Hello super-fly and parasite enthusiasts. Time for blog post 2, which is coming to you from the Mwanza region of Tanzania, bordering the banks of Lake Victoria. My colleague and I are here to collect specimens of the blood fluke Schistosoma from infected humans and snails.
Infection with the blood fluke Schistosoma causes a disease called Schistosomiasis (aka Bilharzia). Over 200 million people worldwide are infected with over 700 million people living at risk of infection. Over 80% of infected people live in sub-Saharan Africa. It is a disease of low socio-economic status, affecting the poorest communities and most neglected, vulnerable people. Infants and children are especially prone to infection due to their less developed immune system.
Children in a school in Niger, West Africa, queuing to be tested for schistosomiasis. The little boy at the front is showing the swollen liver and spleen symptom. A result of being infected with schistosomiasis.
There are two forms of the disease, depending on the species of the infecting schistosome worm:
- diarrhoea, bloody stool
- anaemia, stunted growth
- enlarged liver and spleen
- severe damage to the liver leading to liver fibrosis
- blood in urine, painful urination
- anaemia, stunted growth
- damage to the genitals, kidneys and bladder
- bladder cancer
- increased risk of sexually transmitted diseases like HIV
Urine samples from children infected with Schistosoma haematobium, the urogenital form of schistosomiasis. The red colour indicates blood seeping out with the urine due to the damage done by the schistosome eggs.
To help fight schistosomiasis we need to understand the complex life cycle of Schistosoma, which involves a vertebrate (in this case human) host, a snail host and transmission via water contact.
The blood fluke life cycle
Lets start with a worm pair living inside a little boy in sub-Saharan Africa. The worm pair resides in the blood system of the little boy, either around the intestinal tract or around the urinary tract depending on the species of Schistosoma.
The worm pair releases schistosome eggs into the blood system. The eggs pierce through the wall of the intestinal/urinary tract and exit the boy when he defecates or urinates. They reach fresh water and hatch out into a larval stage called miracidia. These infect a specific aquatic snail species and reproduce asexually, creating thousands of clonal larval stages called cercaraie.
Cercaraie leave the snail to locate and infect a human by piercing through exposed skin in the water. They travel to the liver via the blood system and there they mature into adult worms, ready to reproduce and continue the life cycle (see diagram below).
The life cycle of blood flukes, Schistosoma, involving a vertebrate (e.g. human) host and an aquatic snail host. Transmission is through contact with infested freshwater. The yellow circles are the stages and specimens we collect when doing fieldwork. Credit: Aidan Emery.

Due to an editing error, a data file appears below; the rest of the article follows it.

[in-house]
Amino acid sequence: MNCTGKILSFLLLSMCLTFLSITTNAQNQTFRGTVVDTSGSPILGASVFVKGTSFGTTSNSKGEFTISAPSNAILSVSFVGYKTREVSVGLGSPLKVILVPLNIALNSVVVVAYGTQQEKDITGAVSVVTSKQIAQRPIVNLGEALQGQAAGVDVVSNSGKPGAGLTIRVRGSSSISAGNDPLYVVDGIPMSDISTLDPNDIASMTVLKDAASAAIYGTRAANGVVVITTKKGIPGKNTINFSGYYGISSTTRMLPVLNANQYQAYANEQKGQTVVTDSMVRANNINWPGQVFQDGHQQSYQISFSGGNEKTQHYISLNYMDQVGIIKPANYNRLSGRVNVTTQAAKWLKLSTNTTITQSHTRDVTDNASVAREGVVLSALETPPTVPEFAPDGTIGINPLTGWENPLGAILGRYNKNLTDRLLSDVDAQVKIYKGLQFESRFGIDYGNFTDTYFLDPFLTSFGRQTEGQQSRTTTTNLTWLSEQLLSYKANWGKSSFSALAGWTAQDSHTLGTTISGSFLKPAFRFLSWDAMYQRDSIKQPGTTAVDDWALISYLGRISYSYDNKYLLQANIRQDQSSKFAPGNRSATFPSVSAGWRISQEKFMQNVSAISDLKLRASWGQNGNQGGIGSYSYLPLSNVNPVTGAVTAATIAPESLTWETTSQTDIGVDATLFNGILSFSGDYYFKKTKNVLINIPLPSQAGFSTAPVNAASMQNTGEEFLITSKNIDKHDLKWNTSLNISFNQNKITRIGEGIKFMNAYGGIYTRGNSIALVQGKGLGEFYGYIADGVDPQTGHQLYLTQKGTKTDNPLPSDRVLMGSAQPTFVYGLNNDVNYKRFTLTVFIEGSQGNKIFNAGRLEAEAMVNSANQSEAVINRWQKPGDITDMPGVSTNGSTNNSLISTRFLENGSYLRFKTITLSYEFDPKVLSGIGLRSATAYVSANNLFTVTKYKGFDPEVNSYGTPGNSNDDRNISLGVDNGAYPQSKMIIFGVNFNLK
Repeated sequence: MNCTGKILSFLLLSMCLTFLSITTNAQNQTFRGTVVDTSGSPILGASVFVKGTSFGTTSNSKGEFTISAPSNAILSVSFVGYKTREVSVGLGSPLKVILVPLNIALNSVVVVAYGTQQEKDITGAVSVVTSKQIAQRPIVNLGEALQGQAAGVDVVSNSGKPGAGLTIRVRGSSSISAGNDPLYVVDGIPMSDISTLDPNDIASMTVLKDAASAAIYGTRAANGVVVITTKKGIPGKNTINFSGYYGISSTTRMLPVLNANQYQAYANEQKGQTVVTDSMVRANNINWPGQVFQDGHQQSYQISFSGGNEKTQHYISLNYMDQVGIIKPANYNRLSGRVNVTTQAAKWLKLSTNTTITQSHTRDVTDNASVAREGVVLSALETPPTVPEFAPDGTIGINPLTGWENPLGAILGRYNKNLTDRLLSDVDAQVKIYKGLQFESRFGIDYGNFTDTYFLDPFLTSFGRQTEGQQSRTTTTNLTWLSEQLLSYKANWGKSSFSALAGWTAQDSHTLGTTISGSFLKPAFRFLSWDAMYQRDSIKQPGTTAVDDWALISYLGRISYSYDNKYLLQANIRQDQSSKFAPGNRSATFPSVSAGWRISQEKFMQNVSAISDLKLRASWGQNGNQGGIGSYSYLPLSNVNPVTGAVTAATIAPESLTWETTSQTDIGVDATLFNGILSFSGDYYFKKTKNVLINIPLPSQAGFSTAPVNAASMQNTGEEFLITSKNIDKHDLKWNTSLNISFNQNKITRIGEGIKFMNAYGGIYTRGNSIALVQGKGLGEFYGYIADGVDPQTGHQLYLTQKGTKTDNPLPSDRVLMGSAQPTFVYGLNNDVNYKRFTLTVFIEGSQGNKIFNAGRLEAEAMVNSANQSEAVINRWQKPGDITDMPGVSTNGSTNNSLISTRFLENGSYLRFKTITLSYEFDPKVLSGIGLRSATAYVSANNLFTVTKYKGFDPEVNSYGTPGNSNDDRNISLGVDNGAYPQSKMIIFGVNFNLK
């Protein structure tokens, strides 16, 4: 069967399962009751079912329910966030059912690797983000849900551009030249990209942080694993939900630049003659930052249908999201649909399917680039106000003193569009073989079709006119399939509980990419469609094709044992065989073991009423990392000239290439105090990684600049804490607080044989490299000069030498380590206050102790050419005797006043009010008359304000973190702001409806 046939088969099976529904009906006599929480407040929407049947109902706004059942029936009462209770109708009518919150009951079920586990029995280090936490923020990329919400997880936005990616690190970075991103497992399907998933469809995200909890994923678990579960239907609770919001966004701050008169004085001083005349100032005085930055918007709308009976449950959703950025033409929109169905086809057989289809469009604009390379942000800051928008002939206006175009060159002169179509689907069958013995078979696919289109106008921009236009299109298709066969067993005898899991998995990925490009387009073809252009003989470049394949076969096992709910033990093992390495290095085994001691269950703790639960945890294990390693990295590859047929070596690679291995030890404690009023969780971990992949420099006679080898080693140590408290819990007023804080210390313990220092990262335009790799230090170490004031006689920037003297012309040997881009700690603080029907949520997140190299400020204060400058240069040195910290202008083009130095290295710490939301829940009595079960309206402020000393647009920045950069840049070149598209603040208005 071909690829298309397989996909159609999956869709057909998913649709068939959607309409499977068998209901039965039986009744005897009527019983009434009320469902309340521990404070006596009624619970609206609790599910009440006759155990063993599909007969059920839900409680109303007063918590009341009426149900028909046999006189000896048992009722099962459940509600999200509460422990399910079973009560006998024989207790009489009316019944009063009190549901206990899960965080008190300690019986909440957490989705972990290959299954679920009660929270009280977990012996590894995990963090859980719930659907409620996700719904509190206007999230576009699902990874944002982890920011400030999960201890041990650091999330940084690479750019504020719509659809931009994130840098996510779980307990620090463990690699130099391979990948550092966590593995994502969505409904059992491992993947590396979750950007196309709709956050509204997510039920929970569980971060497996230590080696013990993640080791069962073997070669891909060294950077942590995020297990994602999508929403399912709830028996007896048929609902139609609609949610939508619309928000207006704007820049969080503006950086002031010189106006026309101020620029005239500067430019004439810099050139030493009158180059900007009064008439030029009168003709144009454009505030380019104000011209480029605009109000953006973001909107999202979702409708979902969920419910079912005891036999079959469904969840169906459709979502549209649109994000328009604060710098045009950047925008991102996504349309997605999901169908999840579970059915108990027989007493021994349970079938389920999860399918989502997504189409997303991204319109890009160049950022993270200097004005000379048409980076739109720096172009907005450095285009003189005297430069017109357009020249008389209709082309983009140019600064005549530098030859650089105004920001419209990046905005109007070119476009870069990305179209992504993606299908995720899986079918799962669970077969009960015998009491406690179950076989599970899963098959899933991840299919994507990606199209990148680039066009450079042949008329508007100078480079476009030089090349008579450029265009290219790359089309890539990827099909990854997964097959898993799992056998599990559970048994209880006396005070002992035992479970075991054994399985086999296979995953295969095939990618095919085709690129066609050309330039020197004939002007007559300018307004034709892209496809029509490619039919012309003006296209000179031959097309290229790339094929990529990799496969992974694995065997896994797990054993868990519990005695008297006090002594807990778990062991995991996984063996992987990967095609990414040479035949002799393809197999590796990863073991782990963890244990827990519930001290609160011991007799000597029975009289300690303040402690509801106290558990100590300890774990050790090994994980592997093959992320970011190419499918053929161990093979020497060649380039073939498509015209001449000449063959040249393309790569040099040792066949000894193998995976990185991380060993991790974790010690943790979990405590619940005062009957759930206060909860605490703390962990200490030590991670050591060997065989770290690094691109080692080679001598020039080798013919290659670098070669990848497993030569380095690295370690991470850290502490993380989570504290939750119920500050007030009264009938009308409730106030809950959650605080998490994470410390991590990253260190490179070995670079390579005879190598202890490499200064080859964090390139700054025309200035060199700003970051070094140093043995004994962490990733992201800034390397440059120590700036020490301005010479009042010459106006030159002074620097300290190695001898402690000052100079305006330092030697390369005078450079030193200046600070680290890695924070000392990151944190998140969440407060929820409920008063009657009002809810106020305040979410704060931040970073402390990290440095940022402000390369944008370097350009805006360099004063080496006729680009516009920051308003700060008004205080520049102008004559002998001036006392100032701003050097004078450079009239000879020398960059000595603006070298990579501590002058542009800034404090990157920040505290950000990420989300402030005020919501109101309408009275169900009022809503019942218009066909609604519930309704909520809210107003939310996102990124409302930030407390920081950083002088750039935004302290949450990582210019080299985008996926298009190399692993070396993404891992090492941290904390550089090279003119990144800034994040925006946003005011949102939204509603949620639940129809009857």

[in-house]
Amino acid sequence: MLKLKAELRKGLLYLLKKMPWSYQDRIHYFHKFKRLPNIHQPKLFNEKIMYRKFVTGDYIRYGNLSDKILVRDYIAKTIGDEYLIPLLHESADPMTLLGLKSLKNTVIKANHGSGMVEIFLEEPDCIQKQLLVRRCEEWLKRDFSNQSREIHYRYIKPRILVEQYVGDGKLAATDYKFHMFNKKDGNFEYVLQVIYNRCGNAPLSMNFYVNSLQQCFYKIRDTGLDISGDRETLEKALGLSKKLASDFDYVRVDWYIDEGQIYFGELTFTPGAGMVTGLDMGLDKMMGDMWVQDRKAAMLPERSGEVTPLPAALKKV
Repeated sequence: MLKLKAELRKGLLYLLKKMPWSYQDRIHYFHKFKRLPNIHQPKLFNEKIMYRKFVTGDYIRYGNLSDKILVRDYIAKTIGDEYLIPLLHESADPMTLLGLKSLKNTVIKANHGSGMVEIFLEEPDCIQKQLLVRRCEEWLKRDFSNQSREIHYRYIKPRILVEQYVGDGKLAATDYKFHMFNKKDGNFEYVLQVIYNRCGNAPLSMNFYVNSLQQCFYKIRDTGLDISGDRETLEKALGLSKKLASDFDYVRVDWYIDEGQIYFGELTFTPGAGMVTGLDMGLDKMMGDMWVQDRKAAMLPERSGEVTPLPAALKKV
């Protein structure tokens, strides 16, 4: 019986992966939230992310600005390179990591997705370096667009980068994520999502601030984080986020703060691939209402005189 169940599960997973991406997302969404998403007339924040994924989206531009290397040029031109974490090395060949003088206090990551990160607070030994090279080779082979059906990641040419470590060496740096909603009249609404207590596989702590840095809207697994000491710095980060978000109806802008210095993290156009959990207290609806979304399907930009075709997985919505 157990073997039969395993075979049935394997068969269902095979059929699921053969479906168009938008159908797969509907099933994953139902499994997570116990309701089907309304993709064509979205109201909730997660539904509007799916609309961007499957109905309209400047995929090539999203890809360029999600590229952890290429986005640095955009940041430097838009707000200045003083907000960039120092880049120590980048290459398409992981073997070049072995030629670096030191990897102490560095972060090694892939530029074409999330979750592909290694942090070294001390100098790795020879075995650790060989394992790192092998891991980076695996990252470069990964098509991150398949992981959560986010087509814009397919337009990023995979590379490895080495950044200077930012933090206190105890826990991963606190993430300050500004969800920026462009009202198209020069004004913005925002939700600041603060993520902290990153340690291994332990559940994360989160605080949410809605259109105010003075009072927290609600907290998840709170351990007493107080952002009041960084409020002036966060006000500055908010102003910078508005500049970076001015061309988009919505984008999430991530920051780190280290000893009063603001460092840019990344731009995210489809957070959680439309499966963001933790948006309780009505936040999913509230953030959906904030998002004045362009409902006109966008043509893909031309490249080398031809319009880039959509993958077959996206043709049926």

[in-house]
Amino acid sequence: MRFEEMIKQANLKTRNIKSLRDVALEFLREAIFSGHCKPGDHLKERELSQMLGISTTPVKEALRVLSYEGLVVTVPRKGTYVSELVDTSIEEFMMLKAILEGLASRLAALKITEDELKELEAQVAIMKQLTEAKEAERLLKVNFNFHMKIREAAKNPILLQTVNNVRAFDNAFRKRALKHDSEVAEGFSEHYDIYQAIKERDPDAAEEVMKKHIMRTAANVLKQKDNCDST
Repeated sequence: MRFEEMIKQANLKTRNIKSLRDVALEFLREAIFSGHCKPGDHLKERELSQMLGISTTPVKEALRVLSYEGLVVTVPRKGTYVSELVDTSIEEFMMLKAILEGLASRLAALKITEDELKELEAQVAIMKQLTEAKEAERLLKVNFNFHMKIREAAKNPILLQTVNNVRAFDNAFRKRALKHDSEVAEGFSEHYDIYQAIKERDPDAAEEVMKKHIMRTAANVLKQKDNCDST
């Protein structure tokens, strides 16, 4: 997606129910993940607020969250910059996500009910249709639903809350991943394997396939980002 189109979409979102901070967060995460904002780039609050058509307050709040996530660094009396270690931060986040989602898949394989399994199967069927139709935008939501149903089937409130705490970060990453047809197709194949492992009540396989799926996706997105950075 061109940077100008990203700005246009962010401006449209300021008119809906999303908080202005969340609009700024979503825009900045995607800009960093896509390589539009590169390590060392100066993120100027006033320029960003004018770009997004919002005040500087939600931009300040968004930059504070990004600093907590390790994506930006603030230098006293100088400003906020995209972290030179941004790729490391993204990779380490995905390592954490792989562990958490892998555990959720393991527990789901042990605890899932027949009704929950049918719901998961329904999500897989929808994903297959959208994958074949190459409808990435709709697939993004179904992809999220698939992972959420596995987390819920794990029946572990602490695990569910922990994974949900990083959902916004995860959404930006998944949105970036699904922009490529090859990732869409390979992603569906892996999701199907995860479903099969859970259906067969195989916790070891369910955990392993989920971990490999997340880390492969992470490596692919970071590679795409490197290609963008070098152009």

A schistosome worm pair. The fat male carries the thinner female worm folded in a little groove where he feeds and shelters her whilst she produces eggs. The worm pair lives inside the veins of animals.
The schistosome species I work on (Schistosoma mansoni) causes intestinal schistosomiasis. It lives in the vein blood system of the liver and intestinal tract of humans. The adult worms themselves don’t cause much harm but it is the eggs they produce that cause the disease, by:
- Piercing the barrier between the blood system and the intestinal wall = bloody diarrhoea and painful cramps.
- The eggs that don’t make it out get trapped in organ tissues, causing the immune system to overreact and damage the surrounding human tissues.
- More worm pairs = more eggs = more damage to the organs and the host. This is what causes the chronic and more severe aspects of the disease such as kidney failure, bladder cancer and liver fibrosis in adulthood.
Thankfully there is an effective oral drug called Praziquantel that kills the adult worms. However it cannot prevent children from becoming infected. So in areas where there is no clean piped water or a sewage system, the local water bodies such as Lake Victoria are the only sources of water for the local population. People have no choice but to fish, wash, bathe and collect water from these schistosome-infested waters and therefore are reinfected quickly.
Treatment needs to be repeated regularly to avoid heavy worm numbers and high egg outputs. Regular treatment means controlling the disease but does not mean eliminating it. For this we need more research to develop better tools to fight the disease. There is also a major the worry that the parasite will become resistant to the drug. If the parasite develops resistance and the drug stops working there is currently no alternative treatment.
Clean water is not available so local water-bodies are used, such as this irrigation canal in Niger, West Africa.
We are researching the impact of human treatments on the parasite population. This will reveal how the parasite is responding to ongoing treatment programmes, if the drug is working effectively and if there are any warning signs regarding drug resistance.
That’s it for now. Coming up, a visit to the schools to collect stool samples from infected children. Disgusting work but someone’s got to do it.